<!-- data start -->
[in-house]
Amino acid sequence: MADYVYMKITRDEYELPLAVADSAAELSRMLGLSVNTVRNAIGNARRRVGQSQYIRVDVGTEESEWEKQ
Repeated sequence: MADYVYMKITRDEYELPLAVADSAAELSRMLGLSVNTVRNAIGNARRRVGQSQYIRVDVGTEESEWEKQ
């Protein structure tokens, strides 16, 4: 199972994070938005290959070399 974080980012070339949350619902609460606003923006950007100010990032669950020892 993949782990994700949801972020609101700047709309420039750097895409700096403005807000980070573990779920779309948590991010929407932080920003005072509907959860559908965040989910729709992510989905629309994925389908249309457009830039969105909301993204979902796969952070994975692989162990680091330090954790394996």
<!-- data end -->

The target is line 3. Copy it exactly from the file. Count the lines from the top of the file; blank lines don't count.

Repeated sequence: MADYVYMKITRDEYELPLAVADSAAELSRMLGLSVNTVRNAIGNARRRVGQSQYIRVDVGTEESEWEKQ